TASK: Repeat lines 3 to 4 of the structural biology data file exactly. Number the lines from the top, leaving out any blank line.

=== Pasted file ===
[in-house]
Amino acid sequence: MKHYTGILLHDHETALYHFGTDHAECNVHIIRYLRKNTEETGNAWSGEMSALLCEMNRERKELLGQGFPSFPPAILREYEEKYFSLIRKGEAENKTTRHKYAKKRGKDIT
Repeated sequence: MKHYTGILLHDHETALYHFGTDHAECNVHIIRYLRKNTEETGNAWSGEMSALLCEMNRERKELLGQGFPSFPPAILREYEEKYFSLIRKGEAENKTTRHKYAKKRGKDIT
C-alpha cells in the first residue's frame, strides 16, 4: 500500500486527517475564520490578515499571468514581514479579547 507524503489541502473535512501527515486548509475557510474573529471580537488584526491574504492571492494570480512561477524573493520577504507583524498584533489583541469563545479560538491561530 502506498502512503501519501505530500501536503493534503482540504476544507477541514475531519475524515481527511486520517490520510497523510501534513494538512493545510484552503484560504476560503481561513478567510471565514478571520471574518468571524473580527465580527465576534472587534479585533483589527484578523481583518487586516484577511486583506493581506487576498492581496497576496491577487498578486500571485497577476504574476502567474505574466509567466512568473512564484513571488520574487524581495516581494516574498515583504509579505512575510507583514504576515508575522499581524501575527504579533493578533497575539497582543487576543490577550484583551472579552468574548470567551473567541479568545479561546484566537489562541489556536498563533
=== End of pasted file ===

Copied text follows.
Repeated sequence: MKHYTGILLHDHETALYHFGTDHAECNVHIIRYLRKNTEETGNAWSGEMSALLCEMNRERKELLGQGFPSFPPAILREYEEKYFSLIRKGEAENKTTRHKYAKKRGKDIT
C-alpha cells in the first residue's frame, strides 16, 4: 500500500486527517475564520490578515499571468514581514479579547 507524503489541502473535512501527515486548509475557510474573529471580537488584526491574504492571492494570480512561477524573493520577504507583524498584533489583541469563545479560538491561530 502506498502512503501519501505530500501536503493534503482540504476544507477541514475531519475524515481527511486520517490520510497523510501534513494538512493545510484552503484560504476560503481561513478567510471565514478571520471574518468571524473580527465580527465576534472587534479585533483589527484578523481583518487586516484577511486583506493581506487576498492581496497576496491577487498578486500571485497577476504574476502567474505574466509567466512568473512564484513571488520574487524581495516581494516574498515583504509579505512575510507583514504576515508575522499581524501575527504579533493578533497575539497582543487576543490577550484583551472579552468574548470567551473567541479568545479561546484566537489562541489556536498563533